Career advice

These Basic Job Interview Mistakes Will Cost You a Job Opportunity, Despite Being Qualified

Job interview mistakes are avoidable if you are well prepared. First off, getting an interview means that you stood out from most of the other potential and qualified candidates. It shows that you have something that they are looking for and that you are worth their investment of time and resources.  It is a do-or-get done activity, a make-or-break activity that tips the scales in one direction, you either move forward in the process, or you’re deleted from the short-list. It is therefore critical and decisive that you get it right. Here are some job interview mistakes you can avoid and make sure you just get it right.

Going to the interview unprepared

The surest mistake that will make you lose is going to a job interview unprepared. Failing to plan, is planning to fail. It’s that simple. Think of it like this, whenever you go for an interview, you go there to prove a point that you are just what they are looking for. You need to be convincing and make them understand that they cannot afford to lose the opportunity to hire you. However, you cannot achieve this by going to an interview unprepared. Familiarize yourself with knowledge of precisely what they are looking for in a candidate. Anticipate the questions that they are likely to ask and think about what answers you are going to give and rehearse them. Contrive the questions that you are going to ask them and scrutinize their intelligibility and frame them to lead to the answers you are looking for. Going to the interview prepared gets you halfway to hire.

Over explaining

One of the most common job interview mistakes is the misconception that the more you say, the clearer you get. There is zero correlation between over-explaining and clarity. Interviewers have to go through a mass of applications and a multiplicity of candidates, and they share little concern about the candidates during the job interview. Make sure to not say more than is necessary and less than is required. Be clear and concise in the answers that you give and avoid beating around the bush by all means. If you are required to explain your answers, try and say as much as you can in as few words as you can. Observe the flow of your interview and assess the concerns that they may bear. If they have looming doubts about your application, it is entirely contingent upon you to hazard a guess and ingeniously address them. Remember, the less you say, the more your words mean.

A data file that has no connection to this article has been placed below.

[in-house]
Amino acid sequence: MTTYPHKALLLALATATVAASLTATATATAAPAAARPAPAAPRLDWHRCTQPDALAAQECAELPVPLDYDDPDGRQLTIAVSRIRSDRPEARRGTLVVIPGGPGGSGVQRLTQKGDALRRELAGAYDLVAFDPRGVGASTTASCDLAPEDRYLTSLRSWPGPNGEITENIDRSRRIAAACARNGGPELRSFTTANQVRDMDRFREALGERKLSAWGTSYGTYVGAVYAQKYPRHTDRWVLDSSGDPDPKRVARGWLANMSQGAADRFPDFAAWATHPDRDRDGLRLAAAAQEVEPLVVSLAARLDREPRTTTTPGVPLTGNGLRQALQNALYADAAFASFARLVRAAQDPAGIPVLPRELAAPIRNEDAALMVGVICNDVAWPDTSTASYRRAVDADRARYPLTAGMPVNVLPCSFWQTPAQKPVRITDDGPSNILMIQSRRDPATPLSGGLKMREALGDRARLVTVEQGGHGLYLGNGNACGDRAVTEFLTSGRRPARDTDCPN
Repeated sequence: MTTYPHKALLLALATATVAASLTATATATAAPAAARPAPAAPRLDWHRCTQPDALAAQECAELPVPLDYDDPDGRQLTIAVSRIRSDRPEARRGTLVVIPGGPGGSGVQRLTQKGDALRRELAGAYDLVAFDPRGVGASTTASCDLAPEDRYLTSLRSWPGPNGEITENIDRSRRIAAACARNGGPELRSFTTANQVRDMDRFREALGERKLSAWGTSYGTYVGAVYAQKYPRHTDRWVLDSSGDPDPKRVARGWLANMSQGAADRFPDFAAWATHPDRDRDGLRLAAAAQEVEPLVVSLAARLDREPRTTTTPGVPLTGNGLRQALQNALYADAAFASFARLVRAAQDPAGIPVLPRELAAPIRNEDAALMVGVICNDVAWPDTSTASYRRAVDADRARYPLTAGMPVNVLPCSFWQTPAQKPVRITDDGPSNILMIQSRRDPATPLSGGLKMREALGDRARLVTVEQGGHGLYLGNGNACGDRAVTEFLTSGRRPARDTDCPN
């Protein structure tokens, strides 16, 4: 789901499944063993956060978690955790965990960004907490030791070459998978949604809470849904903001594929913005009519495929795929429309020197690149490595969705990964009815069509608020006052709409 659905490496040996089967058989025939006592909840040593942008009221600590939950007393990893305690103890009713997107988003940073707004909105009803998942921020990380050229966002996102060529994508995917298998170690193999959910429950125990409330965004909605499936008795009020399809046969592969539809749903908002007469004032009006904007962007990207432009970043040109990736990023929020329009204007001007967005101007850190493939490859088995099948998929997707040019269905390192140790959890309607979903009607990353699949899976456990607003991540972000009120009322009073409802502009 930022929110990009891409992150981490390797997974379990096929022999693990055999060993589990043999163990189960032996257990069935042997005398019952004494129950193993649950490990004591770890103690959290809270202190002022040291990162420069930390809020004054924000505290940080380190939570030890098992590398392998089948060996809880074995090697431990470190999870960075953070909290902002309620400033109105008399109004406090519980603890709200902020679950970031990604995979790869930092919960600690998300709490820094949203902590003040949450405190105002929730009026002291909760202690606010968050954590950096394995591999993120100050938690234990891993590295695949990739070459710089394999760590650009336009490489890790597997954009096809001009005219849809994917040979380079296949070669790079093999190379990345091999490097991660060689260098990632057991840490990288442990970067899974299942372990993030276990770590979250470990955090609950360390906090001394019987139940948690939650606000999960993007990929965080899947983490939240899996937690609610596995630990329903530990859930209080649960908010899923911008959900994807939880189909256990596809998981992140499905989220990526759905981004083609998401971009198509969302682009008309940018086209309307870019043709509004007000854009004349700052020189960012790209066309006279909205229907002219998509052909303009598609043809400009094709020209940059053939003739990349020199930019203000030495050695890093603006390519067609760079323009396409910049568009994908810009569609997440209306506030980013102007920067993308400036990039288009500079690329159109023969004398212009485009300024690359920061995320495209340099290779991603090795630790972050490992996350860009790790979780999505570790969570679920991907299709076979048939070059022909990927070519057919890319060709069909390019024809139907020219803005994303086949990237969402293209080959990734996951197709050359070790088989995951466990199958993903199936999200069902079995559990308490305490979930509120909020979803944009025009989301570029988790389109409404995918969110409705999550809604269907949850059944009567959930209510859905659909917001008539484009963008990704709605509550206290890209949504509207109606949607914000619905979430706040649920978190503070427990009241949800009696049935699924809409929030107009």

Leading the interview

Exuding confidence and being assertive during an interview definitely gets you the points. However, confidence and assertiveness are not synonymous with being bossy. In a job interview, there is a clear hierarchy. They lead, you follow. After all, it is them that invited you to the interview and not the other way round. Do not make the mistake of asking questions before you are invited to unless you are asking for clarification or you need them to repeat a question that they asked you. When they finally invite you to ask questions, avoid asking personal questions. 

Instead, ask questions about the position that you have applied for. Sometimes they may already know the answers to the questions that they ask, and they just want to scrutinize how you answer them. Whatever the case, remember that it is them on the driver’s seat.

Going to the interview late

If you are going to a job interview, make the virtue of punctuality your friend. Just getting to the interview late already shapes your first impression and communicates so much about you. Avoid the mistake of going to the interview late as much as possible. Arriving a few minutes earlier serves two purposes. It proves that you’re organized, reliable and eager. It also allows you to take some time to compose yourself, use the restroom and prepare for the impending conversation. Also, avoid arriving too early as this may inconvenience your interviewer. Experts recommend arriving to the interview about 10 minutes early is ideal.

Badmouthing past employers

Criticizing your current or past employer is only healthy when it is objective. However, criticizing is not synonymous with badmouthing. When you criticize, you aim to show strengths and weaknesses and learning something from them. Badmouthing only aims to tainting the picture in mad and reflect nothing but negativity. Nothing reveals a lousy attitude like badmouthing your current or previous employer. It instantly makes one wonder whether you’d talk about them in the same way after they hire you and no one will hire you.

Top